September
 
1
Employee Educational Assistance Award
Labor Day - Academic Holiday
Mon
2
Employee Educational Assistance Award
Internship Info Session
Student/Faculty/Staff Mixer
Tue
3
Employee Educational Assistance Award
LNFS Presents: The Wolf of Wall Street
Last Day to Add a Class
Last Day to Drop a Course with 80% Refund
UK Volunteer Fair
Wed
4
LNFS Presents: Children of Men
LNFS Presents: How To Train Your Dragon 2
Black and Latino Male Initiative
Advance Your Swagger: A Night with Fonzworth Bentely
Thu
5
Kentucky Volleyball vs. Northern Iowa
Kentucky Volleyball vs. USC
LNFS Presents: Spirited Away
LNFS Presents: Mulan
Fri
6
Free Saturday Swing Dance Lessons
Kentucky Football vs. Ohio
Kentucky Volleyball vs. Creighton
Lets Swing Dance!
Sat
7
Kentucky Women's Soccer vs. Morehead State
Sun
8
Diversity Organization's Council
Kosher/Soul? (Jewish, African American & Appalachian culture Fuse)
Mon
9
Rock Star Professionalism Series
Tue
10
Massage on the Go
College: Do the Right Thing- A conversation with Dr. Smith
LNFS Presents: Fight Club
Wed
11
LNFS Presents: Mr & Mrs Smith
LNFS Presents: 22 Jump Street
Thu
12
LNFS Presents: Searching For Sugarman
LNFS Presents: Sin City
Fri
13
Free Saturday Swing Dance Lessons
Men's Soccer vs. ETSU
Sat
14
Kentucky Women's Soccer vs. Pepperdine
Sun
15
Kentucky Week Farmer's MarCat and Craft Fair
Majestic U.N.I.T.Y.
Mon
16
Justice Delayed not Justice Denied: A Talk with Dough Jones
PRHBTN Gallery Reception and Concert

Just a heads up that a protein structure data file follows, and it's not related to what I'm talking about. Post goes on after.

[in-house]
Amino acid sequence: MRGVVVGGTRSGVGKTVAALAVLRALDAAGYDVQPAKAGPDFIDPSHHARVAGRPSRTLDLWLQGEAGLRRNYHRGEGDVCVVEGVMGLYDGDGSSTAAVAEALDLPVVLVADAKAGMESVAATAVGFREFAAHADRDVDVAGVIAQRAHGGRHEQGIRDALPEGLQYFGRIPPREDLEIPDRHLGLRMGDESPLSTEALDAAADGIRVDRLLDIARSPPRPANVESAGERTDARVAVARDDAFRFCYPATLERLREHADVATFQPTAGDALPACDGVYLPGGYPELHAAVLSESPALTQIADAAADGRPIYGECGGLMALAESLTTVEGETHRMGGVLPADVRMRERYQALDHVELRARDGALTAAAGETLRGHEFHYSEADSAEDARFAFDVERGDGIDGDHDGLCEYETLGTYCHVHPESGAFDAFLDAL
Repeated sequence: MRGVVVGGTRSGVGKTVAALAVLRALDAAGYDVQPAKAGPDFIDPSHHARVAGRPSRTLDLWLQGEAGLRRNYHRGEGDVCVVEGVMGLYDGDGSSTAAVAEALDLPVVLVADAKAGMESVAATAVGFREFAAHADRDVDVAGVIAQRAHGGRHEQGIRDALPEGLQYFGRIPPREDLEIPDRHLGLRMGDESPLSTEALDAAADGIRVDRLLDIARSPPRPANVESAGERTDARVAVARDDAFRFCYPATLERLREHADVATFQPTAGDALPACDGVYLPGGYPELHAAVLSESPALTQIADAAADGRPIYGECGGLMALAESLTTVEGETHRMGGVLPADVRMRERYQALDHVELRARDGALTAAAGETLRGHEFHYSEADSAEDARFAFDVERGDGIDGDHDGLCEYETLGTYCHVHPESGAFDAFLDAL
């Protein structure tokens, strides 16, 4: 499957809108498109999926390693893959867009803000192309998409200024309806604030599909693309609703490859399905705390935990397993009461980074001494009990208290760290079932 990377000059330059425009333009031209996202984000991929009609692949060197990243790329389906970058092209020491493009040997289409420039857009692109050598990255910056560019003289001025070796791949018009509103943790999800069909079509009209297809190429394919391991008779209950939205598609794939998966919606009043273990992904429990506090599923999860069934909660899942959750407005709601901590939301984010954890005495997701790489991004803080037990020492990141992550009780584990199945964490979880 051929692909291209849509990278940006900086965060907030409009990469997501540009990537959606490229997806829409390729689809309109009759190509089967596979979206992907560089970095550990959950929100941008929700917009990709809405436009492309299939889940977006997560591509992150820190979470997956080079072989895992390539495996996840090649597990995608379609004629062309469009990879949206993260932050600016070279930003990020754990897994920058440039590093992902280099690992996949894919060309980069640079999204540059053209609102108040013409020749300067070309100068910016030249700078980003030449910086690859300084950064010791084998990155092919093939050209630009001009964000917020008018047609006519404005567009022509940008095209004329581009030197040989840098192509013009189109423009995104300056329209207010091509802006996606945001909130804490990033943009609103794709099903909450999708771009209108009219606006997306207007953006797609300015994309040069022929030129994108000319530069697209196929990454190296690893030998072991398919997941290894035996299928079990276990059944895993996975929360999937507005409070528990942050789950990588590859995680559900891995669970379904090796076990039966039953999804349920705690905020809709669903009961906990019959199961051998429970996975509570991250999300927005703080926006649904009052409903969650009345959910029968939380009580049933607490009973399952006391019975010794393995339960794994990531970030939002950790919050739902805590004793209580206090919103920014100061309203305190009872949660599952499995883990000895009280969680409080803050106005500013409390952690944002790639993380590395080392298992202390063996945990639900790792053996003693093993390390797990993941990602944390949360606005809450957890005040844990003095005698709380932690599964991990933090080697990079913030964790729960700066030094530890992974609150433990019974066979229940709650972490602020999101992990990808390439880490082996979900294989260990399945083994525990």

Men's Soccer vs. Xavier
Big Blue Commonwealth
Tue
17
Internship Info Session
Last Day to Drop a Course Without Appearing on Transcript
Caregiver Support Group
LNFS Presents: The Immigrant
Wed
18
LNFS Presents: Watermark
LNFS Presents: X-Men: Days of Future Past
Kentucky Volleyball vs. Lipscomb
Thu
19
LNFS Presents: A Band Called Death
LNFS Presents: Prisoners
Men's Soccer vs. Furman
Fri
20
Kentucky Volleyball vs. Xavier
Sat
21
 
Sun
22
Kentucky Law Schools Forum
Mon
23
Pinterest Party
Employer Showcase
Men's Soccer vs. Lousville
Tue
24
Employer Showcase
Last Day to Drop a Course with 50% Refund
UK Elder Care Lunch & Learn
LNFS Presents: Saving Mr. Banks
Wed
25
LNFS Presents: Culture Jam
LNFS Presents: Maleficent
Thu
26
LNFS Presents: Ponyo
LNFS Presents: The Little Mermaid
Women's Soccer vs. Mississippi State
Fri
27
Kentucky Football vs. Vanderbilt
Free Saturday Swing Dance Lessons
Sat
28
Kentucky Women's Soccer vs. Auburn
Sun
29
 
Mon
30
 
Tue
 
 
 
 
Sep 02
Internship Info Session 09/02/2014
Reset Page